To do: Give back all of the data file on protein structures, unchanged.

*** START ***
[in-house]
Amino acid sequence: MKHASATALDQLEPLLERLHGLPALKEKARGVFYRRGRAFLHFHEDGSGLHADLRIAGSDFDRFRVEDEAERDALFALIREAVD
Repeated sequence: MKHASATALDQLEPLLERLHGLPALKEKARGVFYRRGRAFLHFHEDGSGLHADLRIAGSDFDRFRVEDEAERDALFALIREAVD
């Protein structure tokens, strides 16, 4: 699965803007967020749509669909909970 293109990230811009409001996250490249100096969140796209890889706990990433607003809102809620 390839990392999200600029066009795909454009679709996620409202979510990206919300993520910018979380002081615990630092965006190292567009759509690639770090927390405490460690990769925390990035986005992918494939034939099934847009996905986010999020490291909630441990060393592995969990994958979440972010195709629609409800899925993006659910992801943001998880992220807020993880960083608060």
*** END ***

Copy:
[in-house]
Amino acid sequence: MKHASATALDQLEPLLERLHGLPALKEKARGVFYRRGRAFLHFHEDGSGLHADLRIAGSDFDRFRVEDEAERDALFALIREAVD
Repeated sequence: MKHASATALDQLEPLLERLHGLPALKEKARGVFYRRGRAFLHFHEDGSGLHADLRIAGSDFDRFRVEDEAERDALFALIREAVD
């Protein structure tokens, strides 16, 4: 699965803007967020749509669909909970 293109990230811009409001996250490249100096969140796209890889706990990433607003809102809620 390839990392999200600029066009795909454009679709996620409202979510990206919300993520910018979380002081615990630092965006190292567009759509690639770090927390405490460690990769925390990035986005992918494939034939099934847009996905986010999020490291909630441990060393592995969990994958979440972010195709629609409800899925993006659910992801943001998880992220807020993880960083608060």